Australia to Make Blockchain Voting App a Global Democratic Movement

While Russia is testing an e-proxy voting system based on a distributed ledger, Australia is launching a Blockchain voting app in hopes of starting a global political movement.

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Australia to Make Blockchain Voting App a Global Democratic Movement

While Russia is testing an e-proxy voting system based on a distributed ledger, Australia is launching a Blockchain voting app in hopes of starting a global political movement.

The Flux Party is a new Australian political party that aims to return power over important decisions made in Parliament to individual electors.

Launched six months ago, the Flux Party seeks to win enough seats at federal, state, and local levels enabling voters to directly influence the outcome of legislation that affects them, through the Flux app that has been built entirely on the blockchain.

Blockchain - when politics can benefit from technology

On July 2, the co-founders of the Flux Party are putting up 13 candidates in Australia’s Federal election; however, while they are just running for a few senatorial positions, they believe that this tool could have the potential to change the way of politics in the future.

Speaking to CoinTelegraph, co-founder of the Flux Startup, Max Kaye, says that people should be able to have a say on how issues are decided more than once every three years, which is how often people have the opportunity to vote at the national level in Australia.

Kaye says to CoinTelegraph:

“Under our model, Flux representatives elected to the Australian Senate will vote on every piece of legislation before them as they are directed to on a proportional basis by registered voters using the Flux app, which is based on blockchain technology. This way, every person gets to have a direct say in the fate of legislation that is important to them.”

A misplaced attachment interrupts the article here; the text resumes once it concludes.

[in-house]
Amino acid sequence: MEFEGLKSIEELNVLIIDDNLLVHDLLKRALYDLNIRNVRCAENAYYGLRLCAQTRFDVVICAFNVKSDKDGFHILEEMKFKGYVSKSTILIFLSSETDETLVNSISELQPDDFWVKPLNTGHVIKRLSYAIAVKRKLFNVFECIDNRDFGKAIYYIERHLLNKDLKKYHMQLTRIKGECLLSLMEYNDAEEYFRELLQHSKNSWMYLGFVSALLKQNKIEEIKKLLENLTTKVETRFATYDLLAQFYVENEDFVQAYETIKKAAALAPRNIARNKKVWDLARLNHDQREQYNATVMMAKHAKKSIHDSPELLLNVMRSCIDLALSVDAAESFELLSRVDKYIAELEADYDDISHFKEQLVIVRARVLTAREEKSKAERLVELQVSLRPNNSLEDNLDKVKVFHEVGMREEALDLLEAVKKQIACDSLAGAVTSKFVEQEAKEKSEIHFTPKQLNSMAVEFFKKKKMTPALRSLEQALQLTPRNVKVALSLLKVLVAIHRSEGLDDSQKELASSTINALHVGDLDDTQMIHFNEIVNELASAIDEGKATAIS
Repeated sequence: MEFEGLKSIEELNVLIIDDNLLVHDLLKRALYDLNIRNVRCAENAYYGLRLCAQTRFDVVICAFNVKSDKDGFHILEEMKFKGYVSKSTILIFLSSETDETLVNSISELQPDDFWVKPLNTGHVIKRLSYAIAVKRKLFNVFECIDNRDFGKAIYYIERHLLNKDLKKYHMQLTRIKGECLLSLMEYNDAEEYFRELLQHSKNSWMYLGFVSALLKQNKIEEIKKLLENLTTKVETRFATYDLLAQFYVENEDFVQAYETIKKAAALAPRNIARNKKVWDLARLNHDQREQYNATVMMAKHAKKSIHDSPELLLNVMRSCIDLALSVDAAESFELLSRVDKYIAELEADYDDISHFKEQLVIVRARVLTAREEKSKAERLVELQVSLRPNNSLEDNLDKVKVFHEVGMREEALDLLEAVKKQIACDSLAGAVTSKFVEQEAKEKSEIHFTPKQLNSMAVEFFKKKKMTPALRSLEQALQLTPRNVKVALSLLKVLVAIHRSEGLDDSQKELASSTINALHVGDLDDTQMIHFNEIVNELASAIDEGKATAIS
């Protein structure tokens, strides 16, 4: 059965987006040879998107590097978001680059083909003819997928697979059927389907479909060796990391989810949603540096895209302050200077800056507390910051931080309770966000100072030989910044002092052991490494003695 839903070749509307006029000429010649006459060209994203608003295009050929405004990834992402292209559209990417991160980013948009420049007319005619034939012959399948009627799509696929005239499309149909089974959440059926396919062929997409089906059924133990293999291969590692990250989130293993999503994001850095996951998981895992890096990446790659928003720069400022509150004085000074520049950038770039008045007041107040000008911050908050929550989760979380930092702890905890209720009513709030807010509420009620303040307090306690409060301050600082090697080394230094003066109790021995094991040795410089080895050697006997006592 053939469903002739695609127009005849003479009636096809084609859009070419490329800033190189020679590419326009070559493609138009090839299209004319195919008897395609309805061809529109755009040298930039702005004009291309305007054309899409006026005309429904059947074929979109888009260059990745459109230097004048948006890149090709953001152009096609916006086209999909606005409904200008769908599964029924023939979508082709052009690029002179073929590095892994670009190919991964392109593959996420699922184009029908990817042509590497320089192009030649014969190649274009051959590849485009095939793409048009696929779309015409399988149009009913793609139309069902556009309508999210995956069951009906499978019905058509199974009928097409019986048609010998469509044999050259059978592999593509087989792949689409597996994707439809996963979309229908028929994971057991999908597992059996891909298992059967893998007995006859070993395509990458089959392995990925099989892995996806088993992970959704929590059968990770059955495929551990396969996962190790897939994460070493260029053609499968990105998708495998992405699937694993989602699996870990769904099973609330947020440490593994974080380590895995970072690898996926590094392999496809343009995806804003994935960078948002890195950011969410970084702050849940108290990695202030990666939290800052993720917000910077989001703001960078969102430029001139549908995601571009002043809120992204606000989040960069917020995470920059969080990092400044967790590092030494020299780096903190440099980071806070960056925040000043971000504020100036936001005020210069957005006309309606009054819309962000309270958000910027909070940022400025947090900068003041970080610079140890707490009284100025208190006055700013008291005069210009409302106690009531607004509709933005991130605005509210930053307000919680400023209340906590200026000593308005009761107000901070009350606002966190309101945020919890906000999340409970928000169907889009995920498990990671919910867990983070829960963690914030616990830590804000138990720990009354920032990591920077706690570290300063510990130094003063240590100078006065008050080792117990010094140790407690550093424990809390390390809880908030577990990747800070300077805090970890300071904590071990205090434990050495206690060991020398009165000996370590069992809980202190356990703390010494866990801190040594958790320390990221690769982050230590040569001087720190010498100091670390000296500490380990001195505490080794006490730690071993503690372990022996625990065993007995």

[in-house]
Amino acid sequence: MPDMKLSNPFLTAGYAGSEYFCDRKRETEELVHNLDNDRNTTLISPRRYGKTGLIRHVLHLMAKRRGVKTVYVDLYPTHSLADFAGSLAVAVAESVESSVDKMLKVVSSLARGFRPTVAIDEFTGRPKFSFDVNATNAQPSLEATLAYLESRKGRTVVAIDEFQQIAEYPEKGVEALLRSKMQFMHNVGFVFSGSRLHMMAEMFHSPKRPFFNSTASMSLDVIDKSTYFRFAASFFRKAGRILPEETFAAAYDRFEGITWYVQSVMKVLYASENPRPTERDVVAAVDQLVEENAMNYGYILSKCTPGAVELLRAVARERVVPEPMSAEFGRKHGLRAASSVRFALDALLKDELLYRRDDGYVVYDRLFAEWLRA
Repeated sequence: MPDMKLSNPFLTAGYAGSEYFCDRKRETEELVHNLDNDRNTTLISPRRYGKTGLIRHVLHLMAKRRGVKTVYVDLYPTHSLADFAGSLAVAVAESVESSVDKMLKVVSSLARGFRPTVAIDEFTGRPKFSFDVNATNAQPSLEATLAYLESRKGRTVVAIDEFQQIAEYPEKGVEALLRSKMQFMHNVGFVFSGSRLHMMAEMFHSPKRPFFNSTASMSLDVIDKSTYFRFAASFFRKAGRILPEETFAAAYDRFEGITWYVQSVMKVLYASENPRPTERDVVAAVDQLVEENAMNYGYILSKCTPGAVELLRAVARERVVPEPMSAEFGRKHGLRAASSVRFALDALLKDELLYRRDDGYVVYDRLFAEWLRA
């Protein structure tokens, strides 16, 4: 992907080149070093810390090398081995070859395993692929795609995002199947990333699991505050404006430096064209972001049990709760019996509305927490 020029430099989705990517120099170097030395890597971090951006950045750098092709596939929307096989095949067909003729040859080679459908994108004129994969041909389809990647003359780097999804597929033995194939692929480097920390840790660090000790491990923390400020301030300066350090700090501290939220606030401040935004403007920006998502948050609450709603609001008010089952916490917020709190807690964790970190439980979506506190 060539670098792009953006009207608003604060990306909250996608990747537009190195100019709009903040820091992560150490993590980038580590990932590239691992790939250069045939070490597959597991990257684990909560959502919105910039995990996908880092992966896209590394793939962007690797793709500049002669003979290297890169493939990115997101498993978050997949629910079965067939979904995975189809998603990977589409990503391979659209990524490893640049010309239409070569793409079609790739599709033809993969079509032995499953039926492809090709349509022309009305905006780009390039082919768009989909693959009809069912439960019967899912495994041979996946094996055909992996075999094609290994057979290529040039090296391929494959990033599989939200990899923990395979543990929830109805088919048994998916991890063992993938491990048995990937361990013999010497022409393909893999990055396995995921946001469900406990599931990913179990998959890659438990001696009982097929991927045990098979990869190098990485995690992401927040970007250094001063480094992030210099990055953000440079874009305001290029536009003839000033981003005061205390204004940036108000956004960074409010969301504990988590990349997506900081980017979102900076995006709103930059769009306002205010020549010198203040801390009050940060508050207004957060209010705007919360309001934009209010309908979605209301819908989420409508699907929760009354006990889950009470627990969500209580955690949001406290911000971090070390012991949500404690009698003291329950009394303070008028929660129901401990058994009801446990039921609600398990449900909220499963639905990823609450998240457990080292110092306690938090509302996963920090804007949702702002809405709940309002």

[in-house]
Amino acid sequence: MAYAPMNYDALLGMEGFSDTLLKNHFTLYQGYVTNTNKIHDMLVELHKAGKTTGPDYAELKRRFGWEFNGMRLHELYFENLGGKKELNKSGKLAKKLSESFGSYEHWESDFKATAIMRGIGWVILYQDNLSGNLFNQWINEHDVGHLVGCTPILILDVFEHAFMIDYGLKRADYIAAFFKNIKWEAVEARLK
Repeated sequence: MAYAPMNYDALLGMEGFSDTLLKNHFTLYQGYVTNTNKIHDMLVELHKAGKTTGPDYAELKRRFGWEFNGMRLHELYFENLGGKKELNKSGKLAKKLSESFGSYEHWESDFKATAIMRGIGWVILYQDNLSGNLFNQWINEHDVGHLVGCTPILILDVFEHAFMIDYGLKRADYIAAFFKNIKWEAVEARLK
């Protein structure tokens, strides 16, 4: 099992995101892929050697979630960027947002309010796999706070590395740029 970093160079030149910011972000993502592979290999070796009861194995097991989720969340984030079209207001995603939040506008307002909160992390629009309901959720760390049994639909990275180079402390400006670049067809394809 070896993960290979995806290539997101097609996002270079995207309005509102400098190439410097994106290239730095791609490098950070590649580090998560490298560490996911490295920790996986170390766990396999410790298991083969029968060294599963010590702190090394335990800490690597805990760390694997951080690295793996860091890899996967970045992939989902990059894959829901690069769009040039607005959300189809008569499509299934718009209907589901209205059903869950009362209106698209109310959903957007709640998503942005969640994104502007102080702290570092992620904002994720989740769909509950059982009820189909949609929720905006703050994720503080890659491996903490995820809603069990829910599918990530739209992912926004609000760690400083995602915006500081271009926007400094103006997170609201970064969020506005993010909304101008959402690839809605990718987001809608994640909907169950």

According to Kaye, the levels of disengagement and disaffection with the political system has never been higher in Australia and comparable democracies.

As a result, the Flux Party is tapping into that concern by offering a way for people to reclaim some control over the decisions made in their name by combining the principles of participatory democracy with the benefits of technology.

What is the Flux Party?

Kaye explains that the idea behind the Flux Party originated after the 2013 elections when he had been on polling booths all day and was disappointed watching the results come in.

He says:

“Not just because my party hadn’t won a seat, but because there was just so much waste. Thousands of people around the country had got out on polling day, tried to get someone elected, and our democracy threw all that effort back in their faces.”

He then started thinking of ways to avoid the waste and how to work with minor parties. Over the next three years he met fellow co-founder, Nathan Spataro, the Flux Party leader, where they refined the design, and started a political party.

Despite the fact that they have only attracted over 3,700 members, they have done so in a relatively short period of time. Compare that number to the Australian Greens, who have around 12,000 members and have been around for more than 20 years, and it demonstrates that the Flux Party are beginning to build a significant presence with them on track to becoming the third major party in Australia.

Flux vs. mainstream politicians

Of course, Flux could be a serious proposition in an age when trust in mainstream politicians and political parties is at an all-time low in Australia and around the world. Consider the U.K.’s decision to leave the European Union, the U.S. presidential elections, and far-right parties in Europe.

Kaye explains:

“I think Western liberal democracies around the world are under challenge right now and the rules and norms under which they have traditionally operated are falling away. There is a general sense that the will of the people is not being reflected in the actions of established party structures, and many voters want something different. That’s being felt across the spectrum, from left to right.”

He also points out that Flux directly addresses this need by providing a way for people to have their voice heard on important issues. He thinks the forces that make Flux an attractive option are global in nature and given the challenges facing democracy, it’s very timely to introduce it in Australia.

However, the founders of the Flux Party are not just focusing on the Australian market with the Flux app; they have intentions of reaching a global market by inviting political parties around the world to take up the app too.

Kaye concludes:

“A major feature of the app is the ability to start Flux chapters anywhere, in any country. We’re in this for the long haul, and know that if we’re going to go the distance we need to go global. It’s absolutely our intention to make Flux a global democratic movement, and there’s never been a better time.”

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